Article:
Someone in the community of Coroticus thought it should be saved… that suggests that it caught someone’s attention. It suggests that someone may have responded. Maybe, someone back 1700 years ago could not escape the gnawing reality that God knows the names of those who are trafficked and that they have worth.

We can do something.



“But I entreat those who believe in and fear God, whoever deigns to examine or receive this document composed by the obviously unlearned sinner Patrick in Ireland, that nobody shall ever ascribe to my ignorance any trivial thing that I achieved or may have expounded that was pleasing to God, but accept and truly believe that it would have been the gift of God. And this is my confession before I die.” Patrick of Ireland

As part of my own Lenten study and worship I am reading again the confession of Patrick of Ireland. It’s a personal thing. I just like Patrick a lot.

There are some very special things to relate from his story, but I’m regularly taken by his humility. Like the quote above, he takes nothing of credit for himself and lays every gift he receives before God. He went to the people who enslaved him and gave them his life because of the calling of Jesus, he says. He just came back as a servant to them but a slave of Jesus. And what also is remarkable is that he returned there looking for God.

“I ought not to conceal God’s gift which he lavished on us in the land of my captivity, for then I sought him resolutely, and I found him there, and he preserved me from all evils (as I believe) through the in-dwelling of his Spirit which works in me to this day.”

He didn’t show up to bring the people religion. He didn’t show up to make them Roman citizens or educated or cultured. He showed up because they were human beings God loved. And, starting with what they already perceived of God, he sought to expand their trust in the God who loved them

“As well as to the heathen among whom I live, I have shown them trust and always show them trust.”

He lived in trust of God and as both trusting and trustworthy toward the people around him so that they could see the kind of life God creates through his people as they follow him.

Life just comes alive when you live like this, doesn’t it. You make much of God and not so much of yourself. You expect God will be ahead of you and you’ll find him. You live that trust out and live in a manner that tells people around you that you look at them as having worth. Sometimes you can get hurt living this way. Patrick knew that too. But he says it is still the only way to live and to be alive.

Pastor Geoff

40 Days to Ponder – sinless

Jesus was without sin.
That’s an interesting thought because for many people who have a list of rules that make up the essence of what is sin and what isn’t, Jesus may not toe the line. Certainly, he didn’t for the Pharisees. He gave them all sorts of problems with the lines he crossed and they, in turn, gave headaches to Jesus’ disciples. “Why does your teacher do this?” Think of the defensive posture the disciples took or had to take as they tried to explain the difference Jesus was from the rules of a society that was based on rules of sin. The reigning power over life that Sin took on in lives then and now, the Rule of Sin, made people cower. It taught them from birth that they were destined for hell, God’s hatred and eternal despair. It’s not surprising that some people gave up or give up ever living a life that includes God.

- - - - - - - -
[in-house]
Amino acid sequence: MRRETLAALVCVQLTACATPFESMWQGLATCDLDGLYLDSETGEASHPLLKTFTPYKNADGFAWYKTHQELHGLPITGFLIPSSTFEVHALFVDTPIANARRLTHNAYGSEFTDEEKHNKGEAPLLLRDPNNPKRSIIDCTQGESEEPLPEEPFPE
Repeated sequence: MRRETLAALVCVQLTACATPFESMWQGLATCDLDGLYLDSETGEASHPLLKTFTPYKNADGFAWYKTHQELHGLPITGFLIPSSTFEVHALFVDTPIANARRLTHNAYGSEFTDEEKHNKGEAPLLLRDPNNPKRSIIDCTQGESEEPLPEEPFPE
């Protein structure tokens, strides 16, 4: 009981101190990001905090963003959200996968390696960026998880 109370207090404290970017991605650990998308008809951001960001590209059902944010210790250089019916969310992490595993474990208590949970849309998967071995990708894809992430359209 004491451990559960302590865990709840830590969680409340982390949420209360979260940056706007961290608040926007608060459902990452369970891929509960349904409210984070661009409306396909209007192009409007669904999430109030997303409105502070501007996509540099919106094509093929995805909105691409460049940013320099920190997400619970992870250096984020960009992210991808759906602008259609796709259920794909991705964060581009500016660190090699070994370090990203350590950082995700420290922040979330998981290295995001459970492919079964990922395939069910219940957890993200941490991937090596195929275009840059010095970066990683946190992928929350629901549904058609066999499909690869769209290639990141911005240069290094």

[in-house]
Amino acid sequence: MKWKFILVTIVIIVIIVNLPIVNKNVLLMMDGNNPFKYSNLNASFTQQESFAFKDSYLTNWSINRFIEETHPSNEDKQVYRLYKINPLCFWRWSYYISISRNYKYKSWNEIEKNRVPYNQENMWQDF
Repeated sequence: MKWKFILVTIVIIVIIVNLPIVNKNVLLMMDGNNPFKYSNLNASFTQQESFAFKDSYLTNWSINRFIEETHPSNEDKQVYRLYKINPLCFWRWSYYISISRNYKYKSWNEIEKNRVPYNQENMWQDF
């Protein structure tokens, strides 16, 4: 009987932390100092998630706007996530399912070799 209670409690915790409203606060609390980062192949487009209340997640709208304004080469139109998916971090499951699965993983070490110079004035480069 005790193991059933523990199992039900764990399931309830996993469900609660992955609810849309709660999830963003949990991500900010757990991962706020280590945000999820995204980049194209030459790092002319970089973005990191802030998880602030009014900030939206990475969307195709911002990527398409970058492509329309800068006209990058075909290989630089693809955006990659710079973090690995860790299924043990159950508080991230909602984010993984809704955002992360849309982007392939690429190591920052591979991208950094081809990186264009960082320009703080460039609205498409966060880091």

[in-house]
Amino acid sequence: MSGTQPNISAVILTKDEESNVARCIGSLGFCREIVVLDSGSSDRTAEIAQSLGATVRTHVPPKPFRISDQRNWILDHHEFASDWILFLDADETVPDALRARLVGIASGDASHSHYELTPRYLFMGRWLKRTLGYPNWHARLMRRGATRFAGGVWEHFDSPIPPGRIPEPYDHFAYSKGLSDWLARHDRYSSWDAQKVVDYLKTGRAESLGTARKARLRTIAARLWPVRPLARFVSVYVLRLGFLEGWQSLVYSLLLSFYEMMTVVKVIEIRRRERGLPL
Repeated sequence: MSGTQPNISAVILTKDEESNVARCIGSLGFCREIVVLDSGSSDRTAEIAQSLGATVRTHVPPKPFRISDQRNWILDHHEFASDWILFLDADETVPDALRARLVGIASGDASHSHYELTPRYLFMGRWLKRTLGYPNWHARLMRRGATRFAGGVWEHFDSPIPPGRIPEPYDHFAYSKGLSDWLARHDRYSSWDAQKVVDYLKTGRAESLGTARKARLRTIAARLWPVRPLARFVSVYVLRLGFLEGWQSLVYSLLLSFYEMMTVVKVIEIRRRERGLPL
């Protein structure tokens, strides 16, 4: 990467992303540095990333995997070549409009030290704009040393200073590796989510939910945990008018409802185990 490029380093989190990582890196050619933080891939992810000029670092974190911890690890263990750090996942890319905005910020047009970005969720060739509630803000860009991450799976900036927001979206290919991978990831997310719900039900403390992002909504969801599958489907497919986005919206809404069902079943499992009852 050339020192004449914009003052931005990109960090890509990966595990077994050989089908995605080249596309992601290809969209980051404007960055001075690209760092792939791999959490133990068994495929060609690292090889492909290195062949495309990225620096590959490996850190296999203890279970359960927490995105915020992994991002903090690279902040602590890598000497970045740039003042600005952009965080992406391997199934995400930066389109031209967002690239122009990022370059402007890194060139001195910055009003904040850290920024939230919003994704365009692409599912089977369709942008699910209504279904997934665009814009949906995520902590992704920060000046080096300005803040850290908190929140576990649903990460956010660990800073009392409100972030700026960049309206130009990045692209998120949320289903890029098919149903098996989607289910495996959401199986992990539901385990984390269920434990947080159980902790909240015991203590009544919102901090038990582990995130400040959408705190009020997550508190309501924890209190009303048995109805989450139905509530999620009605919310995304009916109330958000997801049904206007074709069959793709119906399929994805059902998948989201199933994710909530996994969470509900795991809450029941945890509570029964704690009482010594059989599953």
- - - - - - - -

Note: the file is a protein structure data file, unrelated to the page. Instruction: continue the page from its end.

But Jesus was without sin.
As we move through Lent and consider our own sins, and deal with the ache of not including the things we “gave up for Lent,” we need to consider the sinlessness of Jesus. How does sinlessness work? Perfect, good, stalwart, thrifty, brave… what does it look like?face

Jesus was without sin.
What if it meant that Jesus was never separated from God? There’s a phrase I’ve learned, a Latin phrase, “coram Deo” which means in the presence of God. I think that Jesus lived a life that was completely coram Deo, always in God’s presence. It is the distinctive difference between us and Jesus that leaves room for him to fully human and fully divine. It wasn’t discovering the divine within himself, as some might turn this idea. It was always being in relationship, friendship, community with the Creator of all. Jesus is the practical and visible expression of Trinity to which we can point. We see community within the choices, nature and goals of Jesus. He was never separated from God. Living one’s life never separated from God looks like Jesus.

Jesus was never separated from God… even on the cross.

And that’s another thought for another day.